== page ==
Science

Coins found in New England help solve 1600s pirate mystery:

One tarnished silver coin at a time, the land is yielding new evidence that in the late 1600s, one of the world’s most ruthless pirates roamed the American colonies without fear.

The newly unearthed documents also strengthen the case that English buccaneer Henry Avery – the target of the first worldwide manhunt – went into hiding in New England before sailing for Ireland and vanishing into thin air.

“At this point, the amount of evidence is overwhelming and undeniable,” historian and metal detectorist Jim Bailey, who devoted years to solving the mystery, told The Associated Press. “Everyone was doubtlessly rushing to the colonies.”

Pirate booty
Four 17th-century silver coins with Arabic inscriptions lie on a table in Warwick, RI, Thursday, Oct. 27, 2022.

Steven Seane / AP


In 2014, after unearthing an unusual coin engraved with an Arabic inscription at a pick-your-own fruit orchard in Middletown, Rhode Island, Bailey began retracing every step.

Research confirmed that the foreign coin was minted in Yemen in 1693. Bailey then learned that this corresponded to the millions of dollars in coins and other valuables that Har and his men had seized on September 7, 1695 in the robbery of the Ganj-i-Sawai, an armed royal ship owned by the Indian emperor. Had taken. Aurangzeb.

Historical accounts say that the Har band tortured and killed the passengers aboard the Indian ship and raped several women before fleeing to the Bahamas, which was a haven for pirates. But word of his crimes soon spread, and the English King William III – under heavy pressure from a discredited India and influential East India Company trading magnate – placed a huge bounty on his head.

Explorers and archaeologists have unearthed 26 identical coins stretching from Maine to the Carolinas. All coins except three struck New England, and none can be dated from when the Indian ship was captured.

“When I first heard about it, I thought, ‘Wait a minute, that can’t be true,'” said Steve Album, a rare coin expert based in Santa Rosa, California, who has helped identify all the silver Arabic coins. helped. in New England.

“But these coins have been found legitimately and in some instances archaeologically, and each one predates the shipwreck,” said Alb, who has lived in Iran and traveled widely in the Middle East. Already happened.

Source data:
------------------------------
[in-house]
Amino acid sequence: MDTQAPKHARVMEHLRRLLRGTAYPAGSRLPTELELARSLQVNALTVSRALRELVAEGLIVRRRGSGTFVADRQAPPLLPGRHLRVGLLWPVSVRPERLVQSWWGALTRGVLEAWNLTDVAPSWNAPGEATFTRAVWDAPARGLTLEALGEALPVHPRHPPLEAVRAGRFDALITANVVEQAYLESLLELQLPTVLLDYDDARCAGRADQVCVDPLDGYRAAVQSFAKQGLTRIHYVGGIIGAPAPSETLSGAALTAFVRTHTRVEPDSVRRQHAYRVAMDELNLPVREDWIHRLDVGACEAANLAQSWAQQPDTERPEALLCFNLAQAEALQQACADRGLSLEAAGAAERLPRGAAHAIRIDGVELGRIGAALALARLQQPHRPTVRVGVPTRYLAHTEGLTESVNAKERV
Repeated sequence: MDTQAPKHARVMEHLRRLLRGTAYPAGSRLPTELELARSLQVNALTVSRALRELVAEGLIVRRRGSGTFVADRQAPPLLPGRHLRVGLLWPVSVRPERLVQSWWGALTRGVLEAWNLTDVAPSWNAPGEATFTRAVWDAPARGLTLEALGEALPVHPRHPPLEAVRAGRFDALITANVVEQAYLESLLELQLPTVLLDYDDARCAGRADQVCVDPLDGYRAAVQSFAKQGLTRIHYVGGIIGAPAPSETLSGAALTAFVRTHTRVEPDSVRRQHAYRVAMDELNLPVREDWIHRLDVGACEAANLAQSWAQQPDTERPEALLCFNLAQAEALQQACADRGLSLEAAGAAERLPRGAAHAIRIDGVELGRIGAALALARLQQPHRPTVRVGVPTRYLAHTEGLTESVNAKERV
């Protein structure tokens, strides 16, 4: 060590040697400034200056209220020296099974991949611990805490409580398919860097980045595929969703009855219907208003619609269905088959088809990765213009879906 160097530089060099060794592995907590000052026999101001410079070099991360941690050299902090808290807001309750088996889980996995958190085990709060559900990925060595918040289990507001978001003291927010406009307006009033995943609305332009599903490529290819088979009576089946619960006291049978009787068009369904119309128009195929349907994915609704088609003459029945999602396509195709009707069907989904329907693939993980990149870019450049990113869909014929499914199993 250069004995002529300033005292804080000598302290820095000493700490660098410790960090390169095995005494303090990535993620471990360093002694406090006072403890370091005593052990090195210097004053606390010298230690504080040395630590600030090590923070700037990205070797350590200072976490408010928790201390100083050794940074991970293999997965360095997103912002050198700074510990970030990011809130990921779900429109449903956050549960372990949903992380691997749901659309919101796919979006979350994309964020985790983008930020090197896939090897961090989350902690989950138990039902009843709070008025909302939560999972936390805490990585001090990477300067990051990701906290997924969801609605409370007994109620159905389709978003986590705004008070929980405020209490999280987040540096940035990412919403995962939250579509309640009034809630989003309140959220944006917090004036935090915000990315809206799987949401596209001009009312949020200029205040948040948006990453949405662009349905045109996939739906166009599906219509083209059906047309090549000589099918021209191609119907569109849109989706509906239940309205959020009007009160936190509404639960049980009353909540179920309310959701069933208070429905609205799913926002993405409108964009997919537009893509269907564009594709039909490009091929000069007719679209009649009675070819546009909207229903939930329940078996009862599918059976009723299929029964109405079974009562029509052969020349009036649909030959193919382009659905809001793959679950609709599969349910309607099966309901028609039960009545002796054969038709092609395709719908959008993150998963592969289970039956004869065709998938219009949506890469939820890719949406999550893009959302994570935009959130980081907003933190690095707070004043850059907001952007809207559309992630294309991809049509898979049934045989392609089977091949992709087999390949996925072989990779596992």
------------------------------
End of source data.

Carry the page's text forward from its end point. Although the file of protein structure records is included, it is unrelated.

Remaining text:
Detectorists have also unearthed a gold nugget weighing 3 grams—slightly heavier than a US penny—from a potato field located on top of a hill in Little Compton, a seaside town in Rhode Island.

There is no documentary evidence that naturally occurring gold has ever been found in the state. Bailey and other experts believe that the nuggets probably originated somewhere along the Gold Coast of Africa, which was the center of the slave trade in the late 17th and early 18th centuries. Adding to the intrigue, two silver Arabic coins were recovered near the nugget, and each is known to have seized a considerable amount of gold while sailing to the coast of West Africa.

A cigarette card showing Henry Avery, sometimes erroneously referred to as John Avery, an English pirate who operated in the Atlantic and Indian Oceans in the mid-1690s.

Lambert & Butler via Getty Images


The latest proof of every pour on American soil isn’t just metal — it includes paper and pixels.

Bailey had already found records showing that the Sea Flower, the ship used by Hare and his men, arrived in Newport, Rhode Island in 1696 after ditching the ship used in their murderous raid. Documents that have since surfaced reveal that the pirate captain was with three Rhode Islanders aboard another pirate ship when he fled India. The three arrived with Avery in the Bahamas on March 30, 1696, and Bailey states that they essentially worked as getaway drivers in exchange for booty.

Captured pirates William Phillips and Edward Saville testified on August 27, 1696, that one of the two ships that left the Bahamas went to Virginia and New England before reaching Ireland. Crucially, Bailey said, the records clarify a muddy timeline that has long been misinterpreted by historians to suggest he was on a Caribbean island every two months — something he never did as a fugitive. Will happen.

“There’s no way to work on your tan while sitting on the beach in the Bahamas and waiting to get caught,” Bailey said. “Indeed, everyone had been in New England for over a month and was weighing their options of starting their lives anew in the colonies or going back to England.”

Each exploit has inspired Steven Johnson’s book “Annie of All Mankind” and the final installment of PlayStation’s popular “Uncharted” video game franchise. Earlier this year, Sony Pictures released a film adaptation starring Tom Holland, Mark Wahlberg, and Antonio Banderas.

Bailey’s next challenge: finding out what happened to everyone after he arrived in Ireland on June 20, 1696.

“We are chasing the lost history behind one of the greatest crimes of the 17th century,” he said.

Pirate booty
Metal detectorist Jim Bailey scans dirt for Colonial-era artifacts in a field Thursday, March 11, 2021, in Warwick, RI.

Steven Seane / AP


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